We live in a day and age where faceless supermarket chains surround us, often with us arguing with the self-scanner and being promised cheap deals and convenience. However, it hasn’t always been that way and it doesn’t have to stay that way. So, the question is – what can we do about it?
I spoke with Kelly Vincent, current owner of Leatherborrows Fruit and Vegetable stall about her family business.
“As you see we have Letherbarrows fruit and vegetables and we are now the fourth generation, Letherbarrows. My great-great grandad started the stall many years ago, over eighty or ninety years now. So, the store as it looks now is very different, my dad used to pack out the stall far better and more magical than I could recreate. It used to be packed out every day, with the tissue paper and signage. I wish I could write the way my dad did.”
“My dad left school when he was around 14, the market was here but at the time it was outside which then became a covered market in and around 1972. He started out in the market at the age of 3, to which I followed suit. I began working in the market at the age of 7, I used to run the egg stall every Saturday, all by myself and I had to pack the eggs out and ensure that all the eggs were sold before I could take a break. I think that this helped me to develop a sales intuition. This would be the way in which I would earn my pocket money, £25 in total.”
“I then went off to do some studying and ended up working in the media for a long time. I then came out of that and had my own family. Unfortunately, around that time, dad got sick. He passed in 2011. My mum being 62 at the time, it was quite a lot for her. About seven years ago, I walked into my mum’s house on a Sunday morning. A bit of a princess and hadn’t done work since having the children, my mum needed me. So, I stepped up to the mark and I took it over.”
“I started buying down in Spitalfields, I was getting up at 1 o’clock in the morning, working through the night and then I would run home to get the children ready for school and then work on the stall during the day.
That is how it all came about, mum’s been retired three years ago, so it’s me and my team now. I absolutely love it, its not glamourous but it has got a great big heart to it. The thing is, I can still smell my dad and I know he’s still part of it.”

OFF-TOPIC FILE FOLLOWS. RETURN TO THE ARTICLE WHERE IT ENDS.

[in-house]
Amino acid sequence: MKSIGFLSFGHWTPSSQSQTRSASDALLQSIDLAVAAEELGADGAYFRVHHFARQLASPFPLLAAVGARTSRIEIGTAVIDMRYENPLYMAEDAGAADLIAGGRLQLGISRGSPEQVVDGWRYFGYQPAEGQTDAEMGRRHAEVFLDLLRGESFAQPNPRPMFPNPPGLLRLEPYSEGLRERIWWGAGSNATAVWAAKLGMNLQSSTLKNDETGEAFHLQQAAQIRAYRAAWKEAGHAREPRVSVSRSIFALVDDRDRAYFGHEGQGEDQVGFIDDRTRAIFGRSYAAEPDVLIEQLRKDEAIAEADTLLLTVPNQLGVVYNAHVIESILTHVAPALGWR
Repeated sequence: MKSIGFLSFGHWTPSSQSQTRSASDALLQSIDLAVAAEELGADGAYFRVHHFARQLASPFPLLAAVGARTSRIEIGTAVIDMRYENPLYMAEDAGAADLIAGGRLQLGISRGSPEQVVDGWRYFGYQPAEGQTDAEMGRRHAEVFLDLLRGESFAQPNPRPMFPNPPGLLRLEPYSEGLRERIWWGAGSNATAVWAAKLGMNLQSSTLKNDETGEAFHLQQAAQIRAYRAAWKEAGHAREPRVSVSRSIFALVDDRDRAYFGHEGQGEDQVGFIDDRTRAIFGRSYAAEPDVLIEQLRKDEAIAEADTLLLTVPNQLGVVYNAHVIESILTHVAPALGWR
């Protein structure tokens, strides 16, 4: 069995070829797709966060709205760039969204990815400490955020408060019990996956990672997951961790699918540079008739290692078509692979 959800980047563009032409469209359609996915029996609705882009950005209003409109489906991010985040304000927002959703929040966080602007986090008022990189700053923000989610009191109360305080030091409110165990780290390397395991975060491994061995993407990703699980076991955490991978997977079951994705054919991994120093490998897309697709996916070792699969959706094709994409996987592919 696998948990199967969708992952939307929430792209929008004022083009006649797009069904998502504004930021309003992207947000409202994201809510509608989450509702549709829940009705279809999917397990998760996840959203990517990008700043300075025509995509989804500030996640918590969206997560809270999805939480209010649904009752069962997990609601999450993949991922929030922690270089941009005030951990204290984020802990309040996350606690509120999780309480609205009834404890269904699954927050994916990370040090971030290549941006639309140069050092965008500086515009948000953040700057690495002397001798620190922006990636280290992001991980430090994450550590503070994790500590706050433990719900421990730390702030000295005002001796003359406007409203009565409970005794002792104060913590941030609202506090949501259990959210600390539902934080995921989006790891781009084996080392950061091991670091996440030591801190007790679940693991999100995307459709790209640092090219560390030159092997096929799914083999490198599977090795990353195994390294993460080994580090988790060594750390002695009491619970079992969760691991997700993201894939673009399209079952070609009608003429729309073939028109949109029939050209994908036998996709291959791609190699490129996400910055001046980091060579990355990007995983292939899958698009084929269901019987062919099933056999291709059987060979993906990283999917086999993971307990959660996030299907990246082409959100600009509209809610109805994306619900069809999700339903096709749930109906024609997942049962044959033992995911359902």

“In all the time that I have worked on the stall, the most memorable thing is, the smell. When I went back into Spitalfields for the very first time, obviously my dad had passed three years before hand. You walk in and it’s the smell of fermenting fruit and it has a very distinguished smell to it and it really sort of choked me, I could literally smell my dad.”
“What I try to do is, bring back the old-fashioned greengrocer. We’re out there shouting, being very personable with the community; we try to get to know them. I have such an amazing team, all from different cultures and its brilliant to learn how they live.
We have cultures here that don’t go to the supermarket and instead will buy from their local butcher or fish monger. They will buy whole boxes of mangos or fresh vegetables and cook from scratch to feed their family. They buy, look and feel and what we try to do is offer tasters so that they know the food is fresh.
It’s such a brilliant community, that my daughters love it just as much as I do. They follow the same tradition and come down on a Saturday to learn about the business and to understand what it is to earn a wage.”
“I am upset with how London is at the moment; with the knife crime and I’m actually doing a 100 mile bike ride for knife crime and I do support a lot of the mental health side of things. It is something that needs to leave our community. If I could say ask anything of the community is to be kind to each other, giving that small bit of respect it gives so much back.”
Letherbarrow is such a fruitful, friendly, family business that cares for the community and is a fantastic representation of what Edmonton Green really is about.
Make sure that Letherbarrow is one to call into on your next visit.